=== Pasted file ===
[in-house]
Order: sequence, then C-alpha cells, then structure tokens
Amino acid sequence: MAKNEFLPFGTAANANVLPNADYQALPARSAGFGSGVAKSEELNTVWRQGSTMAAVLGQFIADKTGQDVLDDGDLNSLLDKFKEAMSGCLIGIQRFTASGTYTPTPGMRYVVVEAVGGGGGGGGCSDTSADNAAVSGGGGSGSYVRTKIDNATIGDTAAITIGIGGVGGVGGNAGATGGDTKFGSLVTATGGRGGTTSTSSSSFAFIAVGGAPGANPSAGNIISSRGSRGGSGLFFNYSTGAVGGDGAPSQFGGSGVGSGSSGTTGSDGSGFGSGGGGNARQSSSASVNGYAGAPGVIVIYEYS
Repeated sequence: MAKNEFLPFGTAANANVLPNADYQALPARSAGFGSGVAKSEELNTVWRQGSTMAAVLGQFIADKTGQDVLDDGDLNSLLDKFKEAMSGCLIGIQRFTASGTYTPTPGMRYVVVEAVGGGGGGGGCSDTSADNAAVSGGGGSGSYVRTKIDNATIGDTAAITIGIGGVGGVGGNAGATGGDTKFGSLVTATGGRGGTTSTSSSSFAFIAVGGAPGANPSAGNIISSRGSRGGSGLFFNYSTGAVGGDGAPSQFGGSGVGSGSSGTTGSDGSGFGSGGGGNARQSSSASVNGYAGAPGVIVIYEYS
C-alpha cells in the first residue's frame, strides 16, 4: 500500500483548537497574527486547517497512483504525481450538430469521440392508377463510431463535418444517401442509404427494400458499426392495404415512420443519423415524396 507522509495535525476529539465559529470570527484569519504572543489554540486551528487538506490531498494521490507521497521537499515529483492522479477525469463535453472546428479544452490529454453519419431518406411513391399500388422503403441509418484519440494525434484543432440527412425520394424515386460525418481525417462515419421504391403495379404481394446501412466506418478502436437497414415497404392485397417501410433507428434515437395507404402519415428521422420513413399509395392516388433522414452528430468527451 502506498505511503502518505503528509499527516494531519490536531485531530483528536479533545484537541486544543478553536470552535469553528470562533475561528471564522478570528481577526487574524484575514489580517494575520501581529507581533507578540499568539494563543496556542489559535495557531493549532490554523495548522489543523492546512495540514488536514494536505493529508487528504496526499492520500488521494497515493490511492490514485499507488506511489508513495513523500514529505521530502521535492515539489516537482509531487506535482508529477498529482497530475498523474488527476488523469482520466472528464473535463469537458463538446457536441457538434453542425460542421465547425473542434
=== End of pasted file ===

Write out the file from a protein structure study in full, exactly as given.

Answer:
[in-house]
Order: sequence, then C-alpha cells, then structure tokens
Amino acid sequence: MAKNEFLPFGTAANANVLPNADYQALPARSAGFGSGVAKSEELNTVWRQGSTMAAVLGQFIADKTGQDVLDDGDLNSLLDKFKEAMSGCLIGIQRFTASGTYTPTPGMRYVVVEAVGGGGGGGGCSDTSADNAAVSGGGGSGSYVRTKIDNATIGDTAAITIGIGGVGGVGGNAGATGGDTKFGSLVTATGGRGGTTSTSSSSFAFIAVGGAPGANPSAGNIISSRGSRGGSGLFFNYSTGAVGGDGAPSQFGGSGVGSGSSGTTGSDGSGFGSGGGGNARQSSSASVNGYAGAPGVIVIYEYS
Repeated sequence: MAKNEFLPFGTAANANVLPNADYQALPARSAGFGSGVAKSEELNTVWRQGSTMAAVLGQFIADKTGQDVLDDGDLNSLLDKFKEAMSGCLIGIQRFTASGTYTPTPGMRYVVVEAVGGGGGGGGCSDTSADNAAVSGGGGSGSYVRTKIDNATIGDTAAITIGIGGVGGVGGNAGATGGDTKFGSLVTATGGRGGTTSTSSSSFAFIAVGGAPGANPSAGNIISSRGSRGGSGLFFNYSTGAVGGDGAPSQFGGSGVGSGSSGTTGSDGSGFGSGGGGNARQSSSASVNGYAGAPGVIVIYEYS
C-alpha cells in the first residue's frame, strides 16, 4: 500500500483548537497574527486547517497512483504525481450538430469521440392508377463510431463535418444517401442509404427494400458499426392495404415512420443519423415524396 507522509495535525476529539465559529470570527484569519504572543489554540486551528487538506490531498494521490507521497521537499515529483492522479477525469463535453472546428479544452490529454453519419431518406411513391399500388422503403441509418484519440494525434484543432440527412425520394424515386460525418481525417462515419421504391403495379404481394446501412466506418478502436437497414415497404392485397417501410433507428434515437395507404402519415428521422420513413399509395392516388433522414452528430468527451 502506498505511503502518505503528509499527516494531519490536531485531530483528536479533545484537541486544543478553536470552535469553528470562533475561528471564522478570528481577526487574524484575514489580517494575520501581529507581533507578540499568539494563543496556542489559535495557531493549532490554523495548522489543523492546512495540514488536514494536505493529508487528504496526499492520500488521494497515493490511492490514485499507488506511489508513495513523500514529505521530502521535492515539489516537482509531487506535482508529477498529482497530475498523474488527476488523469482520466472528464473535463469537458463538446457536441457538434453542425460542421465547425473542434